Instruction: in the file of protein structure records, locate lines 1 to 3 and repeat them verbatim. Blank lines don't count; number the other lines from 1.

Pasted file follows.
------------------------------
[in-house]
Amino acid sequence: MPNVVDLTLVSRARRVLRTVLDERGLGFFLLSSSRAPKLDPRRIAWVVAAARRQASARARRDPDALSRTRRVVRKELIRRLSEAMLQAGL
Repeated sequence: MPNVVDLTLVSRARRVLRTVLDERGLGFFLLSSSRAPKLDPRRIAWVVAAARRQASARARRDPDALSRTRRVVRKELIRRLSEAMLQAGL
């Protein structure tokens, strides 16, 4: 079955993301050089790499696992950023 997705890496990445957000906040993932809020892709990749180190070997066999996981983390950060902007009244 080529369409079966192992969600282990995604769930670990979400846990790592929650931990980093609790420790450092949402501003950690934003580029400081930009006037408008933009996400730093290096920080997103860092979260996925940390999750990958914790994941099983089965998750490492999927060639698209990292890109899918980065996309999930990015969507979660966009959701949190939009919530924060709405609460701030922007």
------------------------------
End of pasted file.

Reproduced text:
[in-house]
Amino acid sequence: MPNVVDLTLVSRARRVLRTVLDERGLGFFLLSSSRAPKLDPRRIAWVVAAARRQASARARRDPDALSRTRRVVRKELIRRLSEAMLQAGL
Repeated sequence: MPNVVDLTLVSRARRVLRTVLDERGLGFFLLSSSRAPKLDPRRIAWVVAAARRQASARARRDPDALSRTRRVVRKELIRRLSEAMLQAGL